Vanson Bourne surveyed 1,300 senior IT decision-makers and found that 70% say there’s a greater need for DevOps now than in the past.* No surprise there. With everyone trying to release more apps, more quickly, on more platforms – they’re desperate for DevOps. But on their way to DevOps success, they’re running straight into two, very big barriers.
The Vanson Bourne survey uncovered two major barriers to successful DevOps initiatives: 1) “Organizational complexity – people, departments, interdependencies”, and 2) “Roles and responsibilities across dev and ops not aligned”.
In other words, technology is not the problem. People are. As we pointed out in our recent ebook, Making DevOps Doable, “Everyone’s obsessing over tools, but it’s the people that matter most.” That’s because DevOps introduces a whole new way of working. And change like that doesn’t happen overnight.
If you want to make this work, you can’t treat DevOps as a side project. It can’t be something that only a few of your teams embrace. It has to be a top-down, strategic initiative.
This isn’t simple. You’ve got to take a holistic look at everything from organizational structure … to individual roles and responsibilities … to training and development … to performance metrics, incentives, and rewards. You’ll probably have to navigate some politics, too – because you must ensure that everyone is on board (more on that in our ebook).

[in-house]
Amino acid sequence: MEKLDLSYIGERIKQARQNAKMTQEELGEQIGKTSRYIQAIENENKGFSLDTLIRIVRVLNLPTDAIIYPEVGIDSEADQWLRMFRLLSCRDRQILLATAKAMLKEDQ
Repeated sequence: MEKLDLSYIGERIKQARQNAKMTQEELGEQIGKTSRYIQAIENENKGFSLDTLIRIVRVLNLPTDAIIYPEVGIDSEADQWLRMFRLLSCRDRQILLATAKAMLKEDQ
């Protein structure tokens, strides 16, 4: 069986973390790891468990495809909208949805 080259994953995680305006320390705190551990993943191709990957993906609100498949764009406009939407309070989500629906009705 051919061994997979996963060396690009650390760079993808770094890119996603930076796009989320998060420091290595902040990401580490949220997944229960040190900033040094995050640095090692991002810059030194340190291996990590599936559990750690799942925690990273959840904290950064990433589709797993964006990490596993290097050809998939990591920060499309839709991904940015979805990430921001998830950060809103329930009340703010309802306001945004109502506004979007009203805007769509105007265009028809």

At the end of the day, DevOps will impact the entire culture of your organization. But that’s too much change to tackle all at once. So where do you start? Pick a smaller, shorter initiative. Treat it like a pilot project. Then, publicize the success widely.
This lets your organization see the value of DevOps before having to jump in with both feet. Generating this early buy-in will be extremely helpful later down the line (when you’re doing the hard work of integrating teams and changing organizational practices).
According to the Vanson Bourne survey, IT leaders that implement DevOps are seeing double digit improvements in time-to-market, software quality, and frequency of deployments. That’s impressive. And it’s exactly what makes DevOps worth the extra effort required to shake up old habits and legacy structures. [Can’t decide if we need this last line or not: This adds up to a direct impact on the business’s ability to drive sales and meet customer needs.]
For more tips and insights, download our free ebook: Making DevOps Doable.
*What Smart Businesses Need to Know About DevOps - Vanson Bourne and CA Technologies